In 2004 Olafur Eliasson made The Jokla Series, a grid of 48 aerial photos of the Jokla, a river fed by Iceland’s largest glacier, Vatnajökull, which was threatened by the proposed construction of a large dam to power an aluminum smelting plant. Aerial traces of a river’s path and hydroelectric construction sites had each been the subject of a photo grid before, in 2000.

Image of the cover of the Morg­un­blaðið special issue from 12 May 2005, which is 41 x 28.5 cm, btw

But by 2004 Eliasson’s prominence, and the significance of the Jokla damming controversy brought added attention to his examinations of the Icelandic landscape. In May 2005, Morg­un­blaðið, the largest newspaper in Iceland, published a special standalone issue containing all 48 Jokla photos, plus an essay on place by Doreen Massey.

Jökluserí­an wallpaper installed in the Kunsthaus Bar, Zug, 2005-06, image via olafureliasson.net

Later in 2005, Eliasson opened a show at the Kunsthaus Zug titled, “The body as brain.” Eliasson installed copies of the Morg­un­blaðið Jökluserí­an issue as wallpaper for the Kunsthaus Bar. The show remained into 2006 as part of “Projekt Sammlung,” or “collection project,” a multi-year collaboration with the innovative institution, “an artistic process in which the viewer, the work and the museum mediate anew with regard to the constitution of reality.”

Sotheby’s Contemporary Art Day Sale “Lot 292: Olafur Eliasson, The Jökla Series, 2004,” est. GBP 50–70,000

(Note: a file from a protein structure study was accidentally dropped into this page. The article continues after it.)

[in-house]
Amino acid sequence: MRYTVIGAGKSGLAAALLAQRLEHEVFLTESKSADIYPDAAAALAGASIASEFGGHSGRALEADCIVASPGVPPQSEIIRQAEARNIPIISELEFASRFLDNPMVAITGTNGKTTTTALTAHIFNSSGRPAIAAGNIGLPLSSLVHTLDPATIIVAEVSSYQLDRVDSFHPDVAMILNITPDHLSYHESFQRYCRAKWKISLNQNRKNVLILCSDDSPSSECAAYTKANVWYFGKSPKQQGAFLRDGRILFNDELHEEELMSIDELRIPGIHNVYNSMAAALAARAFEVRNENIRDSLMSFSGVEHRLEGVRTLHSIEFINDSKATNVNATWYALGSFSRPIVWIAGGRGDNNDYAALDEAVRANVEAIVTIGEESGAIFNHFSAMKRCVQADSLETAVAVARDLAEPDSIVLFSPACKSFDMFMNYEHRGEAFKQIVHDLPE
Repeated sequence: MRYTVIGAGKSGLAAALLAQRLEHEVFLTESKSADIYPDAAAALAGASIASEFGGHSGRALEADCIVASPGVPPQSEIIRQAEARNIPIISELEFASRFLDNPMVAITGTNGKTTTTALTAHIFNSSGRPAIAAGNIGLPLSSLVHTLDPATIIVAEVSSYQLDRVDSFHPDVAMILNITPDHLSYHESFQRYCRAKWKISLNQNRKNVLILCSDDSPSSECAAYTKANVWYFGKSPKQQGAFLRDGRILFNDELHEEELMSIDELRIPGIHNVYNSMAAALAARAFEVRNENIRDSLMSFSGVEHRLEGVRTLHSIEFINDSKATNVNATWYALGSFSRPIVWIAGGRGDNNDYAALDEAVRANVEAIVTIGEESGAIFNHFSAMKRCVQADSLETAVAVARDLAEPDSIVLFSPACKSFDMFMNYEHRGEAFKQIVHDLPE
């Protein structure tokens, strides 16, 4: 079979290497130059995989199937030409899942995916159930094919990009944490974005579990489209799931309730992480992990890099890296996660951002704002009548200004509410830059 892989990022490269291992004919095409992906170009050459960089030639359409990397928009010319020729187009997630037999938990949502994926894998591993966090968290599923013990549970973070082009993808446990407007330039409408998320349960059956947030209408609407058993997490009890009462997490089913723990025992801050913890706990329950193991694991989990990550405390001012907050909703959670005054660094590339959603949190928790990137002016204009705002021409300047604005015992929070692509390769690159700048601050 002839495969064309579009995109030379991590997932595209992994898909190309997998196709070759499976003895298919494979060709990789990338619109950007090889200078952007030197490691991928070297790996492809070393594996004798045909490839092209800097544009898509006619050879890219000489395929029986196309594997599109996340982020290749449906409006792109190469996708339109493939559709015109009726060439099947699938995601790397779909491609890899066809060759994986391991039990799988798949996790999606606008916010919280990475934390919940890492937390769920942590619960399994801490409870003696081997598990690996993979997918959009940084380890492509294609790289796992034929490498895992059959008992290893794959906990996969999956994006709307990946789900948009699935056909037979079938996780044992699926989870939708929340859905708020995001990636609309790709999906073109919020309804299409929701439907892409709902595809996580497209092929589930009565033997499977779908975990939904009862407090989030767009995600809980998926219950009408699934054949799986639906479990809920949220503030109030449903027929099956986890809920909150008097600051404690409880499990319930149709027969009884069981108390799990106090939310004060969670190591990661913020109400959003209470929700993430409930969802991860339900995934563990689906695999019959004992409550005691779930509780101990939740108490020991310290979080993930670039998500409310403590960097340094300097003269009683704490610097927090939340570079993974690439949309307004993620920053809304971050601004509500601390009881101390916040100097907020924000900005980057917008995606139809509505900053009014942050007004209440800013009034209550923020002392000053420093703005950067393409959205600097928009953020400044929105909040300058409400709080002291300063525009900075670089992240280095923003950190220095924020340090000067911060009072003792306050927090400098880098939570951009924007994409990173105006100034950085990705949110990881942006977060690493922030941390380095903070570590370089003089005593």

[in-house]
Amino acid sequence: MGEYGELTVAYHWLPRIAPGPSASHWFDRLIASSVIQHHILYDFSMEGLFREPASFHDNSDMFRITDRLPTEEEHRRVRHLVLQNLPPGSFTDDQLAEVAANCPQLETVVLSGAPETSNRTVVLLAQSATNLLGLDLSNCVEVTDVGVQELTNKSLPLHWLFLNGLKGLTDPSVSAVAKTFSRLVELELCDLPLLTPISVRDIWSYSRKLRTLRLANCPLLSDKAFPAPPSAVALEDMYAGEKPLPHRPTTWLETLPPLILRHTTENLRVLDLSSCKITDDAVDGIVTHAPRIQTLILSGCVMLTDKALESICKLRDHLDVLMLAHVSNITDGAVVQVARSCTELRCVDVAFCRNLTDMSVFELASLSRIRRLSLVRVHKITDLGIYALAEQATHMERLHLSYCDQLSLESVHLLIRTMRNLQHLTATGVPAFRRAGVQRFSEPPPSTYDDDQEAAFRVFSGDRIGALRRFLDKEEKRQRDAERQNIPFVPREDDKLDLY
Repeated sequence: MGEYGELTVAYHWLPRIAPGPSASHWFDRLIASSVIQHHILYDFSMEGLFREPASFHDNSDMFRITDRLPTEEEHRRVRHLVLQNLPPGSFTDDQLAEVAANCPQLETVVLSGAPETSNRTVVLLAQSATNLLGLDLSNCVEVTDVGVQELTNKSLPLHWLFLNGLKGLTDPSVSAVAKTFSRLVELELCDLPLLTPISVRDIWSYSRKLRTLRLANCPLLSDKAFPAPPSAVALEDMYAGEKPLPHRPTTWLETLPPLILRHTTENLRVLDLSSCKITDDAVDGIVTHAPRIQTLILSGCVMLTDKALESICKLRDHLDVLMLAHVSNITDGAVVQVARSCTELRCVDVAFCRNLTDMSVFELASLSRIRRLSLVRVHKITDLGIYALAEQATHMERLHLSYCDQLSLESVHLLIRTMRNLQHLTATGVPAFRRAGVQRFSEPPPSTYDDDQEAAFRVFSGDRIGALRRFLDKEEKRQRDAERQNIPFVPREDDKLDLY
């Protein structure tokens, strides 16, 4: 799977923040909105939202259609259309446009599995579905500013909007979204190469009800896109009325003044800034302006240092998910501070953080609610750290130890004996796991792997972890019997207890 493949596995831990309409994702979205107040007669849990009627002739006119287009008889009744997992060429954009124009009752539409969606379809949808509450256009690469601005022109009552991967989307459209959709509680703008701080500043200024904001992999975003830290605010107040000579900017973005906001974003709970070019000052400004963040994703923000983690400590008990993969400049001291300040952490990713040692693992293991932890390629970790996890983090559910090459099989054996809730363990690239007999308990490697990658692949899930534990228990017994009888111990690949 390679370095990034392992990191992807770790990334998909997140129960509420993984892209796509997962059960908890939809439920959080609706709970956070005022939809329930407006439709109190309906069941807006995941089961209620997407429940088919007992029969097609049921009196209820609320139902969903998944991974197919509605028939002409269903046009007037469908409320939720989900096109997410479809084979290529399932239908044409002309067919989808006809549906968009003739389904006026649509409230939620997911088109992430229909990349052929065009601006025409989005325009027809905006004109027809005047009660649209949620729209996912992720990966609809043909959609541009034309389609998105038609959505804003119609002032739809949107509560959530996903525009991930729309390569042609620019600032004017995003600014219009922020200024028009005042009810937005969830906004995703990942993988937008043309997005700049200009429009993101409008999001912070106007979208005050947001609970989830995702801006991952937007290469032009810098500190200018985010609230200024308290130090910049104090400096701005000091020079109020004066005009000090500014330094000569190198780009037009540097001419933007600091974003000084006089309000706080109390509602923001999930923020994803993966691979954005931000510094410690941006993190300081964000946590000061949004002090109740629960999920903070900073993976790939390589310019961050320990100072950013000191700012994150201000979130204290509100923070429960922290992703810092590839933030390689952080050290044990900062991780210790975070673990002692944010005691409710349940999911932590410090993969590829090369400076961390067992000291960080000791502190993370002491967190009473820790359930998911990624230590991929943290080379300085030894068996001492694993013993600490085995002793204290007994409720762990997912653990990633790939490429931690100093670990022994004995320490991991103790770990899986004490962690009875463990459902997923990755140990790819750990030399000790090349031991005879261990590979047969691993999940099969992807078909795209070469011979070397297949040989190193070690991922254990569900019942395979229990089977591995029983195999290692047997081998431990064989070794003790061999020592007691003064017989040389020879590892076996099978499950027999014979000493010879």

Though the aluminum dam got built and the river got screwed, and the Projekt Sammlung was successful, but is dormant, The Jokla Series continues to mediate anew with regard to the constitution of reality. An extraordinary photo grid is for sale at Sotheby’s next week, which is titled The Jokla Series.

a closer look at these 51 x 62 cm in the frame objects

Its dimensions and framing differ from the The Jokla Series in MoMA’s collection, and each photo, described as c-prints by the auction house, has, not a crease, but a seam down the center.

a detail

I think they are the prints from the Morg­un­blaðið Jökluserí­an issue–two issues, actually–cut and pieced together, as the wallpaper was, and framed à la Eliasson (except for those mats, obv), by a Danish, not Swiss, framer, who I think even wrote the page numbers on the verso. If they are indeed c-prints (I’m waiting for the condition report*), then they are rephotographed images of the assembled newspaper prints, which is even more extraordinary. Olafurian reality is constituting around me anew as I stare at my screen in awe and admiration. I mean, the framing alone had to cost EUR5000.

The provenance states they came from the artist, and thence by descent, so one degree of separation from the origin/al owner. All of this is happening in the bright light of the art world assembled, at one of our most august mercantile institutions. So if this collection project stays around until the hammer drops, it will indeed be an exceptional work, with an exceptional backstory. And if it doesn’t, well, as glaciers and the rivers that flow from them can sadly attest, things we look to for permanence can suddenly change, or even disappear.

[*next morning update: this lot was withdrawn. so of course now I want to buy it.]

22 Oct 2020, Lot 292 “Olafur Eliasson, The Jökla Series, 2004,” est. GBP 50-70,000 [sothebys]

Olafur Earth Perspectives, 2020

Olafur Eliasson, Earth Perspectives, 2020, a series of nine images of earth designed to produce afterimages, via serpentine gallery and olafureliasson.net

As part of Hans Ulrich Obrist’s Back to Earth project drawing attention to Earth Day, Olafur Eliasson has created Earth Perspectives, a set of nine images of climate-critical sites on Earth designed to elicit afterimages.

Above is Greenland, whose millions-of-years-old ice sheet is melting like crazy rn. At one point I might have printed these bad boys and gridded them up like the rest of the Olafurs, but not right now, mkay?

Olafur Eliasson: An Early Painting

Untitled, 1993, 70 x 190 cm, image: bruun-rasmussen.dk